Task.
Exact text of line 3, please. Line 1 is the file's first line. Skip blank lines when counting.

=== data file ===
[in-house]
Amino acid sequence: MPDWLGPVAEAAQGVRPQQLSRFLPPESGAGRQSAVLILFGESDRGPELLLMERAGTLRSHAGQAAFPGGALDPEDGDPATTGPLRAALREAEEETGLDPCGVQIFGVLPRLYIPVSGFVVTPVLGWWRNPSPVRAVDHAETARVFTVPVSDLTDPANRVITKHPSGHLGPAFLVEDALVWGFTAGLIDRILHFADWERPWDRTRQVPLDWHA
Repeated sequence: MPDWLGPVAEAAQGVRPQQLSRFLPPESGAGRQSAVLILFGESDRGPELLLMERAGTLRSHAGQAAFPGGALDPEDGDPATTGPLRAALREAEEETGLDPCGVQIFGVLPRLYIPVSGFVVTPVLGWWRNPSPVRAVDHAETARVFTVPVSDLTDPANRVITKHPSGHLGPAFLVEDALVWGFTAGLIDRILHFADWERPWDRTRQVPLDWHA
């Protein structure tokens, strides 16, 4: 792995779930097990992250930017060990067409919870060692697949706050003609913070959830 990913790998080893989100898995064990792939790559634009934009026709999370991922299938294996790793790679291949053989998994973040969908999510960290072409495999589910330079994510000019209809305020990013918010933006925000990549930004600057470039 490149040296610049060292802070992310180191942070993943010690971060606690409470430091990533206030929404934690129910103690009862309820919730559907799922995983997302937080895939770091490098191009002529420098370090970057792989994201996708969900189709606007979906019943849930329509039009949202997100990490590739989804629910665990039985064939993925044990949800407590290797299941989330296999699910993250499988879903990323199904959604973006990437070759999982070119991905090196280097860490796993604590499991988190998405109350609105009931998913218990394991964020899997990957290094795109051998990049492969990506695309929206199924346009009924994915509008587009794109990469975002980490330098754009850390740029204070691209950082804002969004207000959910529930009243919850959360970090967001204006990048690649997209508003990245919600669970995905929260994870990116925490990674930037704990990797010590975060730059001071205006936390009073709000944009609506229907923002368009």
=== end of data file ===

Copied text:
Repeated sequence: MPDWLGPVAEAAQGVRPQQLSRFLPPESGAGRQSAVLILFGESDRGPELLLMERAGTLRSHAGQAAFPGGALDPEDGDPATTGPLRAALREAEEETGLDPCGVQIFGVLPRLYIPVSGFVVTPVLGWWRNPSPVRAVDHAETARVFTVPVSDLTDPANRVITKHPSGHLGPAFLVEDALVWGFTAGLIDRILHFADWERPWDRTRQVPLDWHA